Discharging patients to care homes during pandemic deemed ‘illegal’

LONDON (Parliament Politics Magazine) – The High Court concluded that the government’s policy on discharging patients from hospitals to care homes during the onset of the Covid pandemic was unlawful.

Two women sued the former health secretary and Public Health England, alleging that Covid patients were discharged from hospitals and placed in care homes without being tested.

It resulted in a “shocking death toll,” according to Fay Harris and Dr Cathy Gardner.

The government had stated that it “worked tirelessly” to ensure public safety.

Michael Gibson, who lived in an Oxfordshire property during the UK’s first lockdown, died on 3 April 2020 at the age of 88.

After the home took in a patient who had been discharged from a hospital with the virus, his cause of death was recorded as “suspected Covid.”

She had believed all along that her father and other residents of care institutions had been neglected and let down by the government, his daughter, Dr Gardner, 60, of Sidmouth, Devon, said.

The High Court had now vindicated that belief, and their campaign to disclose the truth, said the independent district councillor with a PhD in virology.

It was also evident now that Matt Hancock’s assertion that the government put a protective ring around care homes during the initial wave of the pandemic was nothing more than a vile falsehood for which he should be ashamed and apologise.

Donald Harris, a former Royal Marine, died on May 1, 2020, in Alton, Hampshire, following an outbreak in his care home.

Fay Harris, 58, of Medstead, Hampshire, said she was “pleased” with the decision and that it provided “some comfort.”

Many vulnerable people had been exposed to a greater danger of mortality – and many thousands had died, she said of the government’s actions.

The government’s failure to be honest and own up to their faults had only added to her and many others’ pain, Ms Harris said.

In the aftermath of the verdict, both ladies claimed PM Boris Johnson should resign.

The women stated that important rules for discharging patients from hospitals to care homes were introduced without proper testing or isolation arrangements.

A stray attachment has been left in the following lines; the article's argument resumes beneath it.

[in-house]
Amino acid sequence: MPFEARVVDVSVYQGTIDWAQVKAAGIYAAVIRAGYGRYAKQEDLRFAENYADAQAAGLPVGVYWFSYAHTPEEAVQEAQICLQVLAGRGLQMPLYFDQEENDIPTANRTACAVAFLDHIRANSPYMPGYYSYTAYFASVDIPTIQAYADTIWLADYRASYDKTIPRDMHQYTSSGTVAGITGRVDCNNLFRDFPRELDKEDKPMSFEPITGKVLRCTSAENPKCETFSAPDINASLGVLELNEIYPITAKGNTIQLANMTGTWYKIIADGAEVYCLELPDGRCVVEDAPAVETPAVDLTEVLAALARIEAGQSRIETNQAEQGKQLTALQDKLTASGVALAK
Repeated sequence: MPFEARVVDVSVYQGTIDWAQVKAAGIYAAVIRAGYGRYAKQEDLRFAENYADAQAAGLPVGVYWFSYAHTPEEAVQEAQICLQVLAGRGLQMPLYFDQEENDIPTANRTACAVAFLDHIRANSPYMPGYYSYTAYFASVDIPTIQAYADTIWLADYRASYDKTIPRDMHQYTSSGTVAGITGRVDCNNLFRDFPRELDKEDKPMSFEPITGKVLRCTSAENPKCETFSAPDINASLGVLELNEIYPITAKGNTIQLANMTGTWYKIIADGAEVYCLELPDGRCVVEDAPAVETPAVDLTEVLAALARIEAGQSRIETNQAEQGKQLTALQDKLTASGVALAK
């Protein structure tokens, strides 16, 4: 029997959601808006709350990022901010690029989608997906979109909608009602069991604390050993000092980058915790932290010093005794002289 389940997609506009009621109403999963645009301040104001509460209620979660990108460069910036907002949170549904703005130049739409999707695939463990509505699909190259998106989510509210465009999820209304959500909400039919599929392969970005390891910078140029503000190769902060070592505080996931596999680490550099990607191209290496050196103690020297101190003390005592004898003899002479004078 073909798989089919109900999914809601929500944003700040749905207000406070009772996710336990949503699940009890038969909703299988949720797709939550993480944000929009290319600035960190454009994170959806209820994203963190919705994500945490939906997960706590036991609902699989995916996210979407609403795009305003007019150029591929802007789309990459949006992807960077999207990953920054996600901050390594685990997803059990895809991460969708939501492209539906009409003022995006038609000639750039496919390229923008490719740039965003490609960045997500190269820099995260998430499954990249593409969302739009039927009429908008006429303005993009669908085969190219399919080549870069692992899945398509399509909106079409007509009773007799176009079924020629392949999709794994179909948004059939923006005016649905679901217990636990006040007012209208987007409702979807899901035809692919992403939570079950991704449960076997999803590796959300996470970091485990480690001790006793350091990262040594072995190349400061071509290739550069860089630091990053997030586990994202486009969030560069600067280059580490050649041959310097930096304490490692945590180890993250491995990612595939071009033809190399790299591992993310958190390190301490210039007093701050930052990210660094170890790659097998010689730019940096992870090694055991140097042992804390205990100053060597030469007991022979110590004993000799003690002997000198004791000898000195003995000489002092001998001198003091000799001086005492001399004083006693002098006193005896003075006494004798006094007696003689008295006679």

The policies, according to the High Court, neglected to consider the potential of non-symptomatic viral transmission to old and vulnerable persons.

The women’s claims against the health secretary and Public Health England were partially successful.

Despite increasing knowledge of the risk of asymptomatic transmission throughout March 2020, Justice Garnham and Lord Justice Bean concluded that there was no proof that then-Health Secretary Matt Hancock addressed the problem of the risk of asymptomatic transmission to care home residents.

Other claims brought under human rights law and against NHS England, on the other hand, were dismissed by the judges.

The case completely clears ministers of any misconduct and finds Mr Hancock acted fairly on all matters, according to a spokesman for Matt Hancock.

It was also found by the court that Public Health England had failed to inform ministers about asymptomatic transmission, he stated.

Mr Hancock had often expressed his regret that this had not been brought to his attention sooner.

“Every death is a tragedy,” the government said before the verdict was released. They had worked tirelessly to protect the public from the pandemic’s threat to life and health, and specifically sought to preserve care facilities and their residents.

Kourtney Spak

Kourtney Spak is an american journalist and political commentator. Her journalism career focuses on American domestic policy and also foreign affairs. She also writes on environment, climate change and economy.